When Pigs Fly: Meet Author Bob Sanchez

I got acquainted with Bob Sanchez through an on-line Blog Book Tour group and I’ve watched and listened as he went through the process of publishing his books through Amazon’s CreateSpace program. I just finished reading When Pigs Fly, a zany, “Three Stooges” or “Keystone Kops” type of adventure that takes you on a cross country chase from Massachusetts to Arizona.

His second book is Getting Lucky, a missing persons case, in which Pigs’ retired cop Mack Durgin is resurrected in the character of Clay Webster, Private Investigator. In Little Mountain, Sambath Long,  a Cambodian refugee, is now an American homicide cop. Sam’s investigation of a brutal murder unearths painful memories that threaten to tear his own life apart.

Welcome, Bob, and congratulations on your three books. What made you decide to become your own publisher with CreateSpace?

Thanks for honoring me with an interview, Heidi. I’d started writing novels around 1990 and found three agents over the years. None sold any of my books, though, so I eventually decided to get my books published and let readers decide if they were good enough.

Can you share briefly your publishing experience with CreateSpace?

Initially I published with iUniverse, which turned out to be a mixed bag. They charged too much for publication and controlled pricing. They put out a good product, though.

CreateSpace doesn’t charge for publication, and they let the author set the price.

What advice would you give anyone who wants to try this route?

Don’t cut corners. Be sure your novel is the absolute best you can make it. Get several competent critiques, and hire an editor. You’ll also need a professional-looking cover. Don’t settle for someone’s template.

Do you have a background in writing or is this something you’ve undertaken as a second career? Have you been published elsewhere?

Yes and yes. Technical writing was my second career, and novel-writing was a hobby that allowed me to express myself creatively. A few of my short stories have been published over the years, I’ve sold non-fiction to several magazines, and I write book reviews as well.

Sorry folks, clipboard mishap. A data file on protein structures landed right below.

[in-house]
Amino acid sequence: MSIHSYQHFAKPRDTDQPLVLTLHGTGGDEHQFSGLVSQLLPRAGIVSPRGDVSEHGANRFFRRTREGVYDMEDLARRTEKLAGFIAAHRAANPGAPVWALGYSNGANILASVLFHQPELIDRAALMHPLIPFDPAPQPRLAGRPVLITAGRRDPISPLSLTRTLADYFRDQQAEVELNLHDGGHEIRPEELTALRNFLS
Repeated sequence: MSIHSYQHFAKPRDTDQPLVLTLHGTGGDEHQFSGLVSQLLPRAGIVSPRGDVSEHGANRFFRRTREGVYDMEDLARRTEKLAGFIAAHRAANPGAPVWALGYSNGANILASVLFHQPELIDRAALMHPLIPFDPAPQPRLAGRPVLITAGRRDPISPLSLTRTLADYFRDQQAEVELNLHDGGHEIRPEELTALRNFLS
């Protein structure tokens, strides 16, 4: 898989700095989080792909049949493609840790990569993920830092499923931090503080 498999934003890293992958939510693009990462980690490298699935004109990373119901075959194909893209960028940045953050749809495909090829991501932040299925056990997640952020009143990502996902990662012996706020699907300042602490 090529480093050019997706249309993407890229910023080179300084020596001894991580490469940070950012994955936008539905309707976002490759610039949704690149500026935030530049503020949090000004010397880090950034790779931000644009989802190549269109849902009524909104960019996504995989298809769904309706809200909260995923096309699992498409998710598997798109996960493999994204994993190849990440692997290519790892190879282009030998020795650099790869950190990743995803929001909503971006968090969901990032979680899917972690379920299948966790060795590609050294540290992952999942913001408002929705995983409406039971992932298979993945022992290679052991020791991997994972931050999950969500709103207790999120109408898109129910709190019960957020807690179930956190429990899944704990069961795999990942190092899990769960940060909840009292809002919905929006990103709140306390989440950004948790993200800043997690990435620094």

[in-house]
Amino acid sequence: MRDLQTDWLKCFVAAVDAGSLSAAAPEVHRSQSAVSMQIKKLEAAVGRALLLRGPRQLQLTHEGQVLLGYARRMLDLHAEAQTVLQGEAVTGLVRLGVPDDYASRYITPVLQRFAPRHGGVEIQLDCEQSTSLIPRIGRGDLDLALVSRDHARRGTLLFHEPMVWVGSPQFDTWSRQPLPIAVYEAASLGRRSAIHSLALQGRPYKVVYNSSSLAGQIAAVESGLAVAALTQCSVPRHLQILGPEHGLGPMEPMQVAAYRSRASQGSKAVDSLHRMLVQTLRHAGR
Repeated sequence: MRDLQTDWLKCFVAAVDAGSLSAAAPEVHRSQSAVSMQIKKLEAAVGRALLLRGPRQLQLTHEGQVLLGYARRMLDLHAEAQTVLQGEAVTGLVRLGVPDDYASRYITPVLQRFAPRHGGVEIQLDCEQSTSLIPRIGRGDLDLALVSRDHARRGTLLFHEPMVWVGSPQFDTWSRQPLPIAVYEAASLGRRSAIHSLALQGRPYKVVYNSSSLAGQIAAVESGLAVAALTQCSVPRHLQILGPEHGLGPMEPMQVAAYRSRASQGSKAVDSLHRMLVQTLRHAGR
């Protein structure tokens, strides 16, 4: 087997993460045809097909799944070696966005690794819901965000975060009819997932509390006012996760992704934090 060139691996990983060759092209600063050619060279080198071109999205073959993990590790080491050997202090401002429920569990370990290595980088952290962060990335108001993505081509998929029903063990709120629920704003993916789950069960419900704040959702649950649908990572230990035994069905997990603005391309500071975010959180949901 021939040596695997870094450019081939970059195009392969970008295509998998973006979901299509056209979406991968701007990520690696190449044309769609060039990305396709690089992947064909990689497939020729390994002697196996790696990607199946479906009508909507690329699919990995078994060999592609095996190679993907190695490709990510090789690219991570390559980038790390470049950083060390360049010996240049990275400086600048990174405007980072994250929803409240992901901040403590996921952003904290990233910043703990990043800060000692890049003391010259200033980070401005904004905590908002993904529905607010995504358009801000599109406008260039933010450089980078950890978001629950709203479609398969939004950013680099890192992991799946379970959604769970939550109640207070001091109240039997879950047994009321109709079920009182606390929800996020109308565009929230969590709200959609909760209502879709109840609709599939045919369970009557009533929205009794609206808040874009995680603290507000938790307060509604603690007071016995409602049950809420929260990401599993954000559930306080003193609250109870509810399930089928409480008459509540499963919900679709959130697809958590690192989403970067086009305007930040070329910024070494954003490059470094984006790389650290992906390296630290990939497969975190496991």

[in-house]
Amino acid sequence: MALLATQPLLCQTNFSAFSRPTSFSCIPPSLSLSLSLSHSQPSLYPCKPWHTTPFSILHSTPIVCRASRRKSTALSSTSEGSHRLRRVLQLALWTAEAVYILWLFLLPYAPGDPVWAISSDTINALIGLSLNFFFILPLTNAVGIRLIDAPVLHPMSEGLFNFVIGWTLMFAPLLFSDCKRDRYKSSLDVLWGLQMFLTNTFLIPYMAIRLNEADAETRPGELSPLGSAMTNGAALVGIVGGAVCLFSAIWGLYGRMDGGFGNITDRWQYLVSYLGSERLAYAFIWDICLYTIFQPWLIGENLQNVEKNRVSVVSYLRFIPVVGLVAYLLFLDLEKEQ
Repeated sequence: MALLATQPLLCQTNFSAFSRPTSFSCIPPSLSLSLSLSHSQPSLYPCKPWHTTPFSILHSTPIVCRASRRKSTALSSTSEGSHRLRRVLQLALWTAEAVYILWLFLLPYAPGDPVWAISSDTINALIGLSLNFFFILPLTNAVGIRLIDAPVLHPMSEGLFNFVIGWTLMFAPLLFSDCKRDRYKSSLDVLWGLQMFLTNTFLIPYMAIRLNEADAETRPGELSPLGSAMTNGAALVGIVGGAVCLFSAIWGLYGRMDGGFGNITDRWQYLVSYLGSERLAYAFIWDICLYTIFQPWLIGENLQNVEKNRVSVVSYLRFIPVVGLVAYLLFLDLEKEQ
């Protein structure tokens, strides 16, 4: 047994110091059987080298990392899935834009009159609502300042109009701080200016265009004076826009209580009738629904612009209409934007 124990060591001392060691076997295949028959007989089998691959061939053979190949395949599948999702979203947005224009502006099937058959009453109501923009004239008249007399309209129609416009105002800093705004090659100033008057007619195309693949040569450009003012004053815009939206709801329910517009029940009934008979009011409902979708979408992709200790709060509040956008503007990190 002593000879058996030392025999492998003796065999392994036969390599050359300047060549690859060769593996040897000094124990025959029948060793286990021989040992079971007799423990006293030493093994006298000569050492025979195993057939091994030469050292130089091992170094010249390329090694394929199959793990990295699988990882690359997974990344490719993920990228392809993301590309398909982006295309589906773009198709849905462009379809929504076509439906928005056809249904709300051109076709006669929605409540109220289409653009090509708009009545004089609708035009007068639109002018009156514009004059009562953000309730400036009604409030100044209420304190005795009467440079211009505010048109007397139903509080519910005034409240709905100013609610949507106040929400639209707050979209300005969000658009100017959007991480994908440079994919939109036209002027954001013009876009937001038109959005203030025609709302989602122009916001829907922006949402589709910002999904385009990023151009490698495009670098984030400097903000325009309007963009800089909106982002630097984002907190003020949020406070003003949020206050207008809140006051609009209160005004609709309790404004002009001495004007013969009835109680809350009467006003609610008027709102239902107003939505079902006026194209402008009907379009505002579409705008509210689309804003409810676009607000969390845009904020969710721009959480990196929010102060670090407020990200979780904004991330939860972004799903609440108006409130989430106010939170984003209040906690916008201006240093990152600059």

Why do you write, what is it that makes you do it?

It’s what I’m best at. Lord knows I can’t play a piano, fly a plane, or write a computer program. And although I make a few dollars writing, the ego boost from readers’ comments keeps me going even more. Once a woman wrote me saying her mom had recently died, and she consoled her father by reading When Pigs Fly to him. That email was worth—oh, about a million dollars to me.

I’ll bet that was!

Your three books seem to have a common thread in that they’re all about solving crimes. How do they differ?

Another common thread is that they all have a tie-in to Lowell, Massachusetts, a city near where I used to live. They differ in their level of seriousness as well as in their genre. When Pigs Fly is a comic road trip, Getting Lucky is a noir P.I. novel, and Little Mountain is a police procedural with a strong ethnic angle.

Where did the idea for When Pigs Fly come from? (You do caution that this is not a children’s book)

It began with the serious premise of FedEx showing up at a man’s door and delivering an urn with his brother’s ashes. That didn’t get far, and I set it aside. A couple of years later, I remembered it when I wanted to write a comic novel. The story’s javelina didn’t even appear until the second draft, though. But then what to call it? When Pigs Fly fit best, but it sounded like a children’s book. Referring to a scene in the book, a friend suggested the title Asses to Ashes. I will be forever grateful to iUniverse for saying they hated that.

What do you do to market your books and what has worked the best?

I used to do book signings, but never sold many copies. So I reissued all of my titles as ebooks and promote them on Twitter. In general that works well, though there seems to be a July-August slump. I tell people my novels are good summer reads, but maybe no one wants to bring a Kindle to the beach.

Do you have a life’s philosophy and does it translate to your writing?

The Golden Rule: Treat others the way you want to be treated. I try to make my main characters follow that principle.

If you could have dinner with six people, alive or dead, who would they be?

My goodness, why would I want to have dinner with a dead person? Oh, I get what you mean. Let’s set aside family, who would be my first choice. I would like to break bread with Abraham Lincoln, Ralph Waldo Emerson, Jesus Christ, Marie Curie, Groucho Marx, and Mika Brzezinski, all at once. Can you imagine the stimulating conversation? Groucho would of course be there to deflate egos and lighten things up now and then, while Mika would be asking lots of good questions.

Now THAT would be a fun and interesting dinner party! Thank you for joining me today, Bob.

Bob Sanchez’s books are all available on his Amazon author page and his free short story collection is available on Smashwords. You can read his Blog, The Funny News Leader, and follow Bob on Twitter: @desertwriter and Facebook .

Bob Sanchez was born in New Orleans, grew up and worked in Massachusetts, and lives with his wife and two cats in New Mexico. Bob has published three novels: When Pigs Fly, Getting Lucky, and Little Mountain. He actively participates in several writers’ groups, edits nonfiction reviews for The Internet Review of Books, and maintains or contributes to several blogs.

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